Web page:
By Justin Bibee
By Justin Bibee
Rabat – Morocco has made great strides in recent years with a series of constitutional and legal reforms.
Morocco’s 2011 Constitution incorporated strong human rights provisions to protect the rights of its citizens with respect to free speech and assembly, and other fundamental rights. However, the implementation of these reforms has so far been slow. In 2015, for example, Moroccans exercised their right to peaceful protest in the streets, but police violently dispersed them, seriously injuring hundreds including women.
Coming to Morocco as an American Peace Corps volunteer, I have witnessed these events and have been profoundly affected. As soon as I arrived I fell in love with Morocco and the Moroccan people. While Morocco is a beautiful country aspiring to join the developed world, extreme poverty, disease, hunger, illiteracy, and gender inequality persist in Morocco. I wish to see the Kingdom and its people prosper, and it weighs heavily on my mind and brings tears to my eyes when I see what many Moroccans are going through.
Morocco has been one of the most progressive countries in the region in adopting human rights advancements and the establishment of institutions aiming at promoting human rights. However, despite the existing comprehensive legal and institutional framework, effective implementation is lacking, and significant challenges persist. The circumstances of people especially in rural areas across the country is appalling, as they live in extreme poverty without access to basic services such as adequate health, decent housing, or even drinkable water. These are of concern to me as human rights issues that cannot wait to be addressed and require immediate attention from the highest levels of national government.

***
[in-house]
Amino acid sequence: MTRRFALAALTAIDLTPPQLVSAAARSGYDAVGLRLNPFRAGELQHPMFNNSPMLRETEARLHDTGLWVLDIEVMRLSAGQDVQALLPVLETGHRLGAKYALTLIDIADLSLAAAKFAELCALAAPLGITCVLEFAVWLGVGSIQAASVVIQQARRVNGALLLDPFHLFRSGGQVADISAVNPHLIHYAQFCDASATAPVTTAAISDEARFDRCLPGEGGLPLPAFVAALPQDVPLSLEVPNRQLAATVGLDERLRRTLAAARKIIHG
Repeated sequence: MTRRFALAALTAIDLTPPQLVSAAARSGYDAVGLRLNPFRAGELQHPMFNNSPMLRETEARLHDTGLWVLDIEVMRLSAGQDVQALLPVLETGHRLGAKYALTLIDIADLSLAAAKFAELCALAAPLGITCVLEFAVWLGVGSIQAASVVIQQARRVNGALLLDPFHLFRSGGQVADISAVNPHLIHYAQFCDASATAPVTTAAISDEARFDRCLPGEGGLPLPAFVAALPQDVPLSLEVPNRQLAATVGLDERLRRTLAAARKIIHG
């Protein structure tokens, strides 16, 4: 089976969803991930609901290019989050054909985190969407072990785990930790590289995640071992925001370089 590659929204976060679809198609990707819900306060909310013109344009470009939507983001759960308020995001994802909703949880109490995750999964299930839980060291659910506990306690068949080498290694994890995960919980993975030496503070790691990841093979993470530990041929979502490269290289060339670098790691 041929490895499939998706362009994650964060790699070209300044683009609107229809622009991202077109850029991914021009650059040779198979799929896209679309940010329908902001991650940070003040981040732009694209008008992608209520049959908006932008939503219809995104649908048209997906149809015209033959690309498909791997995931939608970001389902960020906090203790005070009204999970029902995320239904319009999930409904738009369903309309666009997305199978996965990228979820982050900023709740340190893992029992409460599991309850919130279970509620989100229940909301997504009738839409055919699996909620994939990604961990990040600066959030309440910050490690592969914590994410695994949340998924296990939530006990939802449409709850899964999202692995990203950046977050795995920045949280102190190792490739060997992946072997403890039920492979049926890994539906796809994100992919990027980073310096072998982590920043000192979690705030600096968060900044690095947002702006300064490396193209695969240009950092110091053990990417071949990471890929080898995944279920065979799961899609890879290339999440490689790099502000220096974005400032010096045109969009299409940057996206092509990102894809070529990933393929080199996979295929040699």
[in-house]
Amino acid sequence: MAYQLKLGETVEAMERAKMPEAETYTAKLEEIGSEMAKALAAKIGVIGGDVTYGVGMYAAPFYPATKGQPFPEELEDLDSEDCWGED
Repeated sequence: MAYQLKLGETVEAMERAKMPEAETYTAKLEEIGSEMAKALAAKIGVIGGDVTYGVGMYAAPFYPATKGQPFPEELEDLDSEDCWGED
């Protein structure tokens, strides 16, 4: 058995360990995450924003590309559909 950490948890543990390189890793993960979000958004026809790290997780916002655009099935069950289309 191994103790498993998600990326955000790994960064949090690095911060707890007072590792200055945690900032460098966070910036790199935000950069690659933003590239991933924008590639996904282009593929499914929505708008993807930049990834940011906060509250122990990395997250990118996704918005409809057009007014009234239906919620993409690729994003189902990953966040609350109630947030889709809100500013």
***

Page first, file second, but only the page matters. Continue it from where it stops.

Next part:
Morocco has the wealth, knowledge, and awareness to take better care of its most needy people. What Morocco seemingly lacks is the political will and action on the part of the government. The leaders of Morocco need to take stronger steps toward advocating for and addressing human rights as a measure to ensure the economic growth of Morocco.
Many people mistakenly believe that in the absence of violence, there is peace. However, oppression and marginalization of people may still exist, not as loud or as visible, but just as devastating to the development of people and nations. Governments should stop viewing human rights as a problem, and instead view the commitment to human rights as a tool for development.
A peaceful, stable, and prosperous Morocco is one that can be delivered only through responsible, accountable leadership, a culture of respect for human rights, institutions for good governance, and most important, the sanctity of the rule of law. All of these factors contribute to economic stability and growth.
But it is not only the government’s responsibility. There is a great deal that Moroccan citizens can do on their own, proactively. Moroccans should not use “dysfunctional government” as an excuse for inaction. Moroccans should not wait for the government to introduce laws protecting freedoms. The citizenry should demand that they do. But do so peacefully, and legally. You yourself can make a difference by ensuring that you are not violating anyone else’s human rights and by standing up for those whose human rights are being violated.
Unfortunately, my term here is over, and I leave Morocco well aware of the challenges Moroccans face, yet optimistic about Morocco’s future. I hope that the potential I have seen in Morocco for a bright future will be realized. I believe that what happens to Moroccans is largely up to Moroccans, as it has always been and always will be. No challenge raises a bigger threat to Morocco’s economic development than continuing human rights violations. Eradicating them is a challenge. But no challenge Morocco faces lies beyond the power of Moroccans to surmount.
Photo by Cris Toala Olivares / Reuters
Justin Bibee served as United States Peace Corps Envoy to Sidi Kacem, Morocco from 2014-2016
The views expressed in this article are the author’s own and do not necessarily reflect Morocco World News’ editorial policy
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